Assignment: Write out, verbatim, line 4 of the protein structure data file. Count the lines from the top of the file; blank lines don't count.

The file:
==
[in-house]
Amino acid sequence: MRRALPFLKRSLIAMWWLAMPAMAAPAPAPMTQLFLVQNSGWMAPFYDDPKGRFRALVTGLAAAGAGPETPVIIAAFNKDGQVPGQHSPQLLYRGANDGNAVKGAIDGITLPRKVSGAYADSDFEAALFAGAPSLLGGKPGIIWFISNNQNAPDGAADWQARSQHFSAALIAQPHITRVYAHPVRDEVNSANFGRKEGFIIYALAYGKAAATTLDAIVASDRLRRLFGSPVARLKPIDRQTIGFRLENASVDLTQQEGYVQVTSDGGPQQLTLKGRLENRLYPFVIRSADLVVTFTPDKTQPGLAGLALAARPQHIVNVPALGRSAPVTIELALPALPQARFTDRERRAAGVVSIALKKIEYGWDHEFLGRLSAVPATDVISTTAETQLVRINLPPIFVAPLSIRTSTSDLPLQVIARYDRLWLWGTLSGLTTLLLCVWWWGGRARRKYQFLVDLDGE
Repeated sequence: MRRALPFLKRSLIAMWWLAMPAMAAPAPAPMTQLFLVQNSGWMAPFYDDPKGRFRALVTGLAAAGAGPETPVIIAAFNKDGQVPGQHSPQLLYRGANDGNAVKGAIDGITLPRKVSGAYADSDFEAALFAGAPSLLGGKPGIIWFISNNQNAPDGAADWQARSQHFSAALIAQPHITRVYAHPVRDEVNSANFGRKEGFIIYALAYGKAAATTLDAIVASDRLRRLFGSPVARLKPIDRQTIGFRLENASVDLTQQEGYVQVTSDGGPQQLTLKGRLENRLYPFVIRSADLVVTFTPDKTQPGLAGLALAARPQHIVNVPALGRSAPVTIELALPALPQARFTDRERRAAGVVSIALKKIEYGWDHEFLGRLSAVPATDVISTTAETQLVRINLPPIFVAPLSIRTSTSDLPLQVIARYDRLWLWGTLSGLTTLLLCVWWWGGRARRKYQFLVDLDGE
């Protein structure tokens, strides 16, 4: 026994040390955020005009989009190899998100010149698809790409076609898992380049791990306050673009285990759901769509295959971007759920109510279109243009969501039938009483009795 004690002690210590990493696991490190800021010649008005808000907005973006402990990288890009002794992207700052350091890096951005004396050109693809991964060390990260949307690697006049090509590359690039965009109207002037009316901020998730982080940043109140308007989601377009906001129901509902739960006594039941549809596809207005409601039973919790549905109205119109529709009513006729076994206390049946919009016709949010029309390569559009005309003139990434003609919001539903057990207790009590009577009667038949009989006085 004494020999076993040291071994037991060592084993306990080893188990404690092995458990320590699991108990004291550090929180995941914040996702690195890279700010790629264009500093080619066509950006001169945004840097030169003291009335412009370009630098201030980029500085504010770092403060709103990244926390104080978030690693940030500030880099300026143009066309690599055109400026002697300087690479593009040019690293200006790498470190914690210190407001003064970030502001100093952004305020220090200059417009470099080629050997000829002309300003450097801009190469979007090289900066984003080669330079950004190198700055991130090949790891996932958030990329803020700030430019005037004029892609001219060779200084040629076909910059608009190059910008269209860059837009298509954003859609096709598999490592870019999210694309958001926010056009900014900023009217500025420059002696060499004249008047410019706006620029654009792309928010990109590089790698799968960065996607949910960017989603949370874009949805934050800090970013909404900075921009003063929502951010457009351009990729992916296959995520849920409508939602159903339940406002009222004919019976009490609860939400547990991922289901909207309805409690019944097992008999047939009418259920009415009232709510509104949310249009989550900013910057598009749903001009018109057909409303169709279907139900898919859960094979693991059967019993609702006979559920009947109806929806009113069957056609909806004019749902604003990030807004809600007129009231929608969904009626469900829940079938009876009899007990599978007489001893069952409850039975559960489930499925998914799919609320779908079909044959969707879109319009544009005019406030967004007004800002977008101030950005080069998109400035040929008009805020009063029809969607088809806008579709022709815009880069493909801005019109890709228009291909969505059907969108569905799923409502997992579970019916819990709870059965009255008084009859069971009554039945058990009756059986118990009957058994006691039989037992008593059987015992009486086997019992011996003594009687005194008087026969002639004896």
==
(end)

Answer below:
């Protein structure tokens, strides 16, 4: 026994040390955020005009989009190899998100010149698809790409076609898992380049791990306050673009285990759901769509295959971007759920109510279109243009969501039938009483009795 004690002690210590990493696991490190800021010649008005808000907005973006402990990288890009002794992207700052350091890096951005004396050109693809991964060390990260949307690697006049090509590359690039965009109207002037009316901020998730982080940043109140308007989601377009906001129901509902739960006594039941549809596809207005409601039973919790549905109205119109529709009513006729076994206390049946919009016709949010029309390569559009005309003139990434003609919001539903057990207790009590009577009667038949009989006085 004494020999076993040291071994037991060592084993306990080893188990404690092995458990320590699991108990004291550090929180995941914040996702690195890279700010790629264009500093080619066509950006001169945004840097030169003291009335412009370009630098201030980029500085504010770092403060709103990244926390104080978030690693940030500030880099300026143009066309690599055109400026002697300087690479593009040019690293200006790498470190914690210190407001003064970030502001100093952004305020220090200059417009470099080629050997000829002309300003450097801009190469979007090289900066984003080669330079950004190198700055991130090949790891996932958030990329803020700030430019005037004029892609001219060779200084040629076909910059608009190059910008269209860059837009298509954003859609096709598999490592870019999210694309958001926010056009900014900023009217500025420059002696060499004249008047410019706006620029654009792309928010990109590089790698799968960065996607949910960017989603949370874009949805934050800090970013909404900075921009003063929502951010457009351009990729992916296959995520849920409508939602159903339940406002009222004919019976009490609860939400547990991922289901909207309805409690019944097992008999047939009418259920009415009232709510509104949310249009989550900013910057598009749903001009018109057909409303169709279907139900898919859960094979693991059967019993609702006979559920009947109806929806009113069957056609909806004019749902604003990030807004809600007129009231929608969904009626469900829940079938009876009899007990599978007489001893069952409850039975559960489930499925998914799919609320779908079909044959969707879109319009544009005019406030967004007004800002977008101030950005080069998109400035040929008009805020009063029809969607088809806008579709022709815009880069493909801005019109890709228009291909969505059907969108569905799923409502997992579970019916819990709870059965009255008084009859069971009554039945058990009756059986118990009957058994006691039989037992008593059987015992009486086997019992011996003594009687005194008087026969002639004896």